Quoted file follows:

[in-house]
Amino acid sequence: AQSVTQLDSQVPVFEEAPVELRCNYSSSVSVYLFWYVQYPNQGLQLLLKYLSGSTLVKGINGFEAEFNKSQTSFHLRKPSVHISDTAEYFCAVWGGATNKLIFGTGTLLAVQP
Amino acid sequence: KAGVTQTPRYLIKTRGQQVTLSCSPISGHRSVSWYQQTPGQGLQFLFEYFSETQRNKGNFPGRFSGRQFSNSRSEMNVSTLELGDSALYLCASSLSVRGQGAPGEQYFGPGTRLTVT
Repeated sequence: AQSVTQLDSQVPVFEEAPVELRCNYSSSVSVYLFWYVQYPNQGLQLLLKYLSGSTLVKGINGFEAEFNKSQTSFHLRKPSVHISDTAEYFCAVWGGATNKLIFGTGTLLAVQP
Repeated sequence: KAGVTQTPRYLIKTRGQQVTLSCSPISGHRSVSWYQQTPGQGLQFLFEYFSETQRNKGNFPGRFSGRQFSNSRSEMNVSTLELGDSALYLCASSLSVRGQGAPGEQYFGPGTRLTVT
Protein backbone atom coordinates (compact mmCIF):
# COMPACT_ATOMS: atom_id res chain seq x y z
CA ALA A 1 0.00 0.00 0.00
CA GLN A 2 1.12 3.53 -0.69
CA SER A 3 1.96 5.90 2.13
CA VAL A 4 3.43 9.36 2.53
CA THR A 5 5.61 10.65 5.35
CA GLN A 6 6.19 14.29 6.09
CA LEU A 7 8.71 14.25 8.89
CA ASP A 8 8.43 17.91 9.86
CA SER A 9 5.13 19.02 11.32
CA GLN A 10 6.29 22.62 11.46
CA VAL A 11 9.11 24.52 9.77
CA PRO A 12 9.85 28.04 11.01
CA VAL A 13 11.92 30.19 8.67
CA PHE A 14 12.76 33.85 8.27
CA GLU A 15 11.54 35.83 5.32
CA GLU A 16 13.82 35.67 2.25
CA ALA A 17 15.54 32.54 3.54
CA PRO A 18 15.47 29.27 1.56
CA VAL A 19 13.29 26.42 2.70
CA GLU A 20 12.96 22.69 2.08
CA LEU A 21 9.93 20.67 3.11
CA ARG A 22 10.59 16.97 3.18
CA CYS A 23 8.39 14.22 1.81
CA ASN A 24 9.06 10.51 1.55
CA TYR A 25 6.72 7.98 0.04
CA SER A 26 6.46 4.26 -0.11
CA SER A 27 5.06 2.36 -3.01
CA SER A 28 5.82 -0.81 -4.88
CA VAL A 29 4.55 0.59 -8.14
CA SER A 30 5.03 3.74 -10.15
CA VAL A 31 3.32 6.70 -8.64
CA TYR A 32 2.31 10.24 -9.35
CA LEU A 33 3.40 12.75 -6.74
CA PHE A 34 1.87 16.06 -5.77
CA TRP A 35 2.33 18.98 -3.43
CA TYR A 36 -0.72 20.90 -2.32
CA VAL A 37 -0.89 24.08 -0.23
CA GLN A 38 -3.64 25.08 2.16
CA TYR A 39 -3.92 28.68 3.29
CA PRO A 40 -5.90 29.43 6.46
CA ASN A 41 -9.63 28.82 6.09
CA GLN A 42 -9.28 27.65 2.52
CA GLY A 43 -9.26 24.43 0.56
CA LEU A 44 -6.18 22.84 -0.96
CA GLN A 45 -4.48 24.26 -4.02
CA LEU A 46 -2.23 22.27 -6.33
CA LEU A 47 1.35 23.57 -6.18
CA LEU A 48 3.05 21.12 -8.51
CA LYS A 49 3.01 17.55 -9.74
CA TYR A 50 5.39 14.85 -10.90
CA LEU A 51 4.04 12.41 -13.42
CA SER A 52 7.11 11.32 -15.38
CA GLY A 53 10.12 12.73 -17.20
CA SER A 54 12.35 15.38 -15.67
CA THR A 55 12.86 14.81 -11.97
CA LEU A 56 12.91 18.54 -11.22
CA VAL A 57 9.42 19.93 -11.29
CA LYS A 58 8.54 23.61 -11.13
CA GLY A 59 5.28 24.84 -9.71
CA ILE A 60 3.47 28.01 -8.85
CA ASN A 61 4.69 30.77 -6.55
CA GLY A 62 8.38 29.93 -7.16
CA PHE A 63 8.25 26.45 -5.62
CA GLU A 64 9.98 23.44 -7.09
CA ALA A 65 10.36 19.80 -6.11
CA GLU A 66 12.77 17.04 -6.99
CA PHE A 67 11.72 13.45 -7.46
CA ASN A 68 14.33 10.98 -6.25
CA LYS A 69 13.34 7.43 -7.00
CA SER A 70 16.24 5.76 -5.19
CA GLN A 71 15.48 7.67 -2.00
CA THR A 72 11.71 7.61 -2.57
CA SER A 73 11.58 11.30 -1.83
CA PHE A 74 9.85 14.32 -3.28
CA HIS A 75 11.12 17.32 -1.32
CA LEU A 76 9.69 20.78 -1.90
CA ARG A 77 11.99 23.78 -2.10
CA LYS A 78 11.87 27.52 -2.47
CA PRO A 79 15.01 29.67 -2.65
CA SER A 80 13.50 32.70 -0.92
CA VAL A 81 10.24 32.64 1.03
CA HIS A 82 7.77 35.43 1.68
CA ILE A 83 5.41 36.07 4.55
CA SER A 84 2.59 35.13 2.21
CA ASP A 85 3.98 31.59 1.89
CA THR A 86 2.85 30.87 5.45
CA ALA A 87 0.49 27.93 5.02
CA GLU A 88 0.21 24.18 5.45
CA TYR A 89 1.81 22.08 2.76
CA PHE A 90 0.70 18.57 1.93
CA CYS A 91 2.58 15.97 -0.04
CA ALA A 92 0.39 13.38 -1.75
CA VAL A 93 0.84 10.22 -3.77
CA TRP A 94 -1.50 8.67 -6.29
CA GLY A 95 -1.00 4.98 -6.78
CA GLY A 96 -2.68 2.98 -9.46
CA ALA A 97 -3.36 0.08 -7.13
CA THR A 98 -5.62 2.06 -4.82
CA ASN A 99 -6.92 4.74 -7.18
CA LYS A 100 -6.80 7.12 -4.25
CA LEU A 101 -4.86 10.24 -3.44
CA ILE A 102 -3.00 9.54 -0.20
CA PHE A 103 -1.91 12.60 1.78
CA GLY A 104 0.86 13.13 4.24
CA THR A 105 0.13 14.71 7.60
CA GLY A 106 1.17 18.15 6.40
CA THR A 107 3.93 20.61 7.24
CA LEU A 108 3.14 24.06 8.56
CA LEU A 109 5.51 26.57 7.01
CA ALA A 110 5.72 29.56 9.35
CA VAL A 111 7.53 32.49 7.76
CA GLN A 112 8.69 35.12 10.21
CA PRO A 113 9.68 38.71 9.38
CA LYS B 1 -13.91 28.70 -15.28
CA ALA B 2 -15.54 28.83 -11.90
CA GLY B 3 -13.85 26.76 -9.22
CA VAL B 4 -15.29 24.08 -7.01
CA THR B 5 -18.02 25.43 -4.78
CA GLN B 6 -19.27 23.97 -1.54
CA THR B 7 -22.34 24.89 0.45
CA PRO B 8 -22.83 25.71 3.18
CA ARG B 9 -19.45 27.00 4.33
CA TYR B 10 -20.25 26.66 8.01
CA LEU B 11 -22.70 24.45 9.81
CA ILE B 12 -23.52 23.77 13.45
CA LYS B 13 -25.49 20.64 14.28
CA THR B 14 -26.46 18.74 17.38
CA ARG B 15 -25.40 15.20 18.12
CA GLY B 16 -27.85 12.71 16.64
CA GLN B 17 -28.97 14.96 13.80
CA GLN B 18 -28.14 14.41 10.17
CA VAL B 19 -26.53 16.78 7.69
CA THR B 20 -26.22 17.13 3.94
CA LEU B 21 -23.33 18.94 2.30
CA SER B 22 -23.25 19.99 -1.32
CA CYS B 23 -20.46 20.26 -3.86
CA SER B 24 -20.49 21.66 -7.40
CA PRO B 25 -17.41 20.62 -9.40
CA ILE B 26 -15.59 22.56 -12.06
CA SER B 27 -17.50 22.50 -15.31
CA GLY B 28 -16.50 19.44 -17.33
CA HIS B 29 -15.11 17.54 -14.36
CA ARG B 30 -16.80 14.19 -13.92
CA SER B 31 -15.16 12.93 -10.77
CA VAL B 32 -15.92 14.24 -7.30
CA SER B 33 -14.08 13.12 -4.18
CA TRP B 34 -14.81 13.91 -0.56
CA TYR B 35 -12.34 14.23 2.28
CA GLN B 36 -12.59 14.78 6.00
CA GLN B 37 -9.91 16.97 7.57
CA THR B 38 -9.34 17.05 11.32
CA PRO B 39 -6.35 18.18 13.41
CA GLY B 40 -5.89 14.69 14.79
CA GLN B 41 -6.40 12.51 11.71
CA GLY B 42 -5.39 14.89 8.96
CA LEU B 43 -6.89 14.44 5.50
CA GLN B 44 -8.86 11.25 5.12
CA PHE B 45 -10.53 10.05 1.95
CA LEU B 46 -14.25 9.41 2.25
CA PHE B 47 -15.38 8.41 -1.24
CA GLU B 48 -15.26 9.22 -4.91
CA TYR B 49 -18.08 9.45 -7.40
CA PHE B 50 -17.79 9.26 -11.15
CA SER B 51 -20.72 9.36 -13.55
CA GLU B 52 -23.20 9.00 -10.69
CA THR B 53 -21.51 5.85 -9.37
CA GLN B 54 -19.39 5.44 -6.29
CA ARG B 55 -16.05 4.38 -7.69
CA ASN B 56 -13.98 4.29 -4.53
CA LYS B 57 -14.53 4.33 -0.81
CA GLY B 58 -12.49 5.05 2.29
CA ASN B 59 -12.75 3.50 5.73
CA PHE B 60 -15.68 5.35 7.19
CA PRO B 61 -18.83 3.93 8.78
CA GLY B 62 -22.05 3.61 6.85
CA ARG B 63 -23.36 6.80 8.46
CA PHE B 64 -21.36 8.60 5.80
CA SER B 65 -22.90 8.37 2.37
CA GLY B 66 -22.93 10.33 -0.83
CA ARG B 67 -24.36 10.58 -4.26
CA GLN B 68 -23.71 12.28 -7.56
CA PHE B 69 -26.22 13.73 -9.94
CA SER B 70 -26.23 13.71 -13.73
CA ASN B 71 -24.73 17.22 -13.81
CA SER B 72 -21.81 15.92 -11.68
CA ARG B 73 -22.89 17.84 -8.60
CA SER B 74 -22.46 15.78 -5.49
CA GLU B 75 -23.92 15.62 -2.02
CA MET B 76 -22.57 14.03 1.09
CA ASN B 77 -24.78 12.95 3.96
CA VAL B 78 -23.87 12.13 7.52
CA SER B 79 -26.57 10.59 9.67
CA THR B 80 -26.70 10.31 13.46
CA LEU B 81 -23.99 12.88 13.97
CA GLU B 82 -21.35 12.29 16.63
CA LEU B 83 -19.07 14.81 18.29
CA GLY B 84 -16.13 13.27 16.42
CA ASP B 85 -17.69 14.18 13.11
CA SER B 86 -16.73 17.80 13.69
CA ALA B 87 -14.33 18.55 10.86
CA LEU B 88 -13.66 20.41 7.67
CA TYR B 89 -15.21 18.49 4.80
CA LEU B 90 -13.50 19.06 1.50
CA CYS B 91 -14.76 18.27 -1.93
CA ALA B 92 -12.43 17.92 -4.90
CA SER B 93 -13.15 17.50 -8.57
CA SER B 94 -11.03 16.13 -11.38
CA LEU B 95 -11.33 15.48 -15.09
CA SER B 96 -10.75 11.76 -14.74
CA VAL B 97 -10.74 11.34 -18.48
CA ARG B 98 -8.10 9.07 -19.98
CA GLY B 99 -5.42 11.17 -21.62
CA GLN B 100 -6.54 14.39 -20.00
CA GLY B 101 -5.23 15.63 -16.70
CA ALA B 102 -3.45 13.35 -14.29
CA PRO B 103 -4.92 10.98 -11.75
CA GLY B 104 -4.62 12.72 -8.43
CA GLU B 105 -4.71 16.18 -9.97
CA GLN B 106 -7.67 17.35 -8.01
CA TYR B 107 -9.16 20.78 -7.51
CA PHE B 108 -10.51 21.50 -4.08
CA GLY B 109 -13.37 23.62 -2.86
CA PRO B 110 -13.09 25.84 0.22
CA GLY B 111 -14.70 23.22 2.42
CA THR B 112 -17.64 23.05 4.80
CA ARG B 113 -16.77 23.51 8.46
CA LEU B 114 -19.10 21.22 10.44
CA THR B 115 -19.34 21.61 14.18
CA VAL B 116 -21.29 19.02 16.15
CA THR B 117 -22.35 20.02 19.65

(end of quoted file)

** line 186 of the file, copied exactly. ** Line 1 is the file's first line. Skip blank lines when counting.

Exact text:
CA GLY B 66 -22.93 10.33 -0.83